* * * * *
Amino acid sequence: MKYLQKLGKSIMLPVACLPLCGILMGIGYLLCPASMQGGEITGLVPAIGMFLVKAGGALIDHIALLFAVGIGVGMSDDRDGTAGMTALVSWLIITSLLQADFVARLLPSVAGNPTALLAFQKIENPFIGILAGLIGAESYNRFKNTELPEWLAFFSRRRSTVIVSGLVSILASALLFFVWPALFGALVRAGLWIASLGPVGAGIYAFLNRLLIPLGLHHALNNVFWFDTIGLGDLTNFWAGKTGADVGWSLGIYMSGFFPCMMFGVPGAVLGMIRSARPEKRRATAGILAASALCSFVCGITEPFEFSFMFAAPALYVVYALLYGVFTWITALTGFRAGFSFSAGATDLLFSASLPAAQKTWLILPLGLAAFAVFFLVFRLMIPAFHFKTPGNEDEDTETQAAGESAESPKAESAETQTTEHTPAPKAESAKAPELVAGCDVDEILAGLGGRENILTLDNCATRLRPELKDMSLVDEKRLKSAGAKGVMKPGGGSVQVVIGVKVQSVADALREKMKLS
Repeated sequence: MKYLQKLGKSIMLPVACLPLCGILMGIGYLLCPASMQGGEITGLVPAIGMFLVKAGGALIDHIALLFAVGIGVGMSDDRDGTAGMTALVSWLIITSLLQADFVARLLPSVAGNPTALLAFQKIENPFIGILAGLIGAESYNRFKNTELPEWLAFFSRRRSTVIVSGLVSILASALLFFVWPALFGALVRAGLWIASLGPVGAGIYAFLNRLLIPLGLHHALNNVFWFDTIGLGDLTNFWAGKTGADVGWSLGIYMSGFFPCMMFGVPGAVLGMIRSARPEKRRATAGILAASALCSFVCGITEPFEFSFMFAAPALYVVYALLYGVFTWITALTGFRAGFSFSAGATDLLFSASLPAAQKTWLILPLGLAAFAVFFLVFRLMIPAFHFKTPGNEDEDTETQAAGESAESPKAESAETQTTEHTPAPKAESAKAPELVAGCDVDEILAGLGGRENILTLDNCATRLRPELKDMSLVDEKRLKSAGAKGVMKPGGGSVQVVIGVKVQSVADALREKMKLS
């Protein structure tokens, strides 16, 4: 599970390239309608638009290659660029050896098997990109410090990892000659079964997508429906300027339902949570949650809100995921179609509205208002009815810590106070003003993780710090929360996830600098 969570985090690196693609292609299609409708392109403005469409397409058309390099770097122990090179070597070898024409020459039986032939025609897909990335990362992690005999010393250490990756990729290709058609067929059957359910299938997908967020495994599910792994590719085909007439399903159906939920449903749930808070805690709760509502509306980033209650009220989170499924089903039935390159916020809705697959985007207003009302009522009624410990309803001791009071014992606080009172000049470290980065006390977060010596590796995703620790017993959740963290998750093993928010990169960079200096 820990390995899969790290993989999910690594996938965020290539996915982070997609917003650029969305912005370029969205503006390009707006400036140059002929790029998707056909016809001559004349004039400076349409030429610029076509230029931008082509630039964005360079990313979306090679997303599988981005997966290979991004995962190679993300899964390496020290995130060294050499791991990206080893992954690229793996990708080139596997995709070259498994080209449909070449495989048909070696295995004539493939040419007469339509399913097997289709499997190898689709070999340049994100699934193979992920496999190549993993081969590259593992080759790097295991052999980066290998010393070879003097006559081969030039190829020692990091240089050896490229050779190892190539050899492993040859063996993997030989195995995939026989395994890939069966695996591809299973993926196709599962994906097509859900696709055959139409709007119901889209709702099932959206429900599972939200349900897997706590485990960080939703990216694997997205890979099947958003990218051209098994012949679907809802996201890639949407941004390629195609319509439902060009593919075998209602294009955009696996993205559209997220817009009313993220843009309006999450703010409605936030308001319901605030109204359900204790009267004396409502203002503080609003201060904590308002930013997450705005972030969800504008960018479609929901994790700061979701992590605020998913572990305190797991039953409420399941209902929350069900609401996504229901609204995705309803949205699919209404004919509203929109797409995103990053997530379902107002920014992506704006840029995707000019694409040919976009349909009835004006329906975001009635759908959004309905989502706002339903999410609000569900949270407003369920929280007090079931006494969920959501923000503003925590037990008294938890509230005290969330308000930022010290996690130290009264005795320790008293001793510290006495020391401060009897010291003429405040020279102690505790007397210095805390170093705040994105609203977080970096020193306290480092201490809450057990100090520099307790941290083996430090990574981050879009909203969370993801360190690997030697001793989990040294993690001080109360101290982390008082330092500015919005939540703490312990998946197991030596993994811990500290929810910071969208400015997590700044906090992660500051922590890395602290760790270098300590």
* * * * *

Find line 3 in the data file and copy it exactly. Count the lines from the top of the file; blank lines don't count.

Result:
């Protein structure tokens, strides 16, 4: 599970390239309608638009290659660029050896098997990109410090990892000659079964997508429906300027339902949570949650809100995921179609509205208002009815810590106070003003993780710090929360996830600098 969570985090690196693609292609299609409708392109403005469409397409058309390099770097122990090179070597070898024409020459039986032939025609897909990335990362992690005999010393250490990756990729290709058609067929059957359910299938997908967020495994599910792994590719085909007439399903159906939920449903749930808070805690709760509502509306980033209650009220989170499924089903039935390159916020809705697959985007207003009302009522009624410990309803001791009071014992606080009172000049470290980065006390977060010596590796995703620790017993959740963290998750093993928010990169960079200096 820990390995899969790290993989999910690594996938965020290539996915982070997609917003650029969305912005370029969205503006390009707006400036140059002929790029998707056909016809001559004349004039400076349409030429610029076509230029931008082509630039964005360079990313979306090679997303599988981005997966290979991004995962190679993300899964390496020290995130060294050499791991990206080893992954690229793996990708080139596997995709070259498994080209449909070449495989048909070696295995004539493939040419007469339509399913097997289709499997190898689709070999340049994100699934193979992920496999190549993993081969590259593992080759790097295991052999980066290998010393070879003097006559081969030039190829020692990091240089050896490229050779190892190539050899492993040859063996993997030989195995995939026989395994890939069966695996591809299973993926196709599962994906097509859900696709055959139409709007119901889209709702099932959206429900599972939200349900897997706590485990960080939703990216694997997205890979099947958003990218051209098994012949679907809802996201890639949407941004390629195609319509439902060009593919075998209602294009955009696996993205559209997220817009009313993220843009309006999450703010409605936030308001319901605030109204359900204790009267004396409502203002503080609003201060904590308002930013997450705005972030969800504008960018479609929901994790700061979701992590605020998913572990305190797991039953409420399941209902929350069900609401996504229901609204995705309803949205699919209404004919509203929109797409995103990053997530379902107002920014992506704006840029995707000019694409040919976009349909009835004006329906975001009635759908959004309905989502706002339903999410609000569900949270407003369920929280007090079931006494969920959501923000503003925590037990008294938890509230005290969330308000930022010290996690130290009264005795320790008293001793510290006495020391401060009897010291003429405040020279102690505790007397210095805390170093705040994105609203977080970096020193306290480092201490809450057990100090520099307790941290083996430090990574981050879009909203969370993801360190690997030697001793989990040294993690001080109360101290982390008082330092500015919005939540703490312990998946197991030596993994811990500290929810910071969208400015997590700044906090992660500051922590890395602290760790270098300590």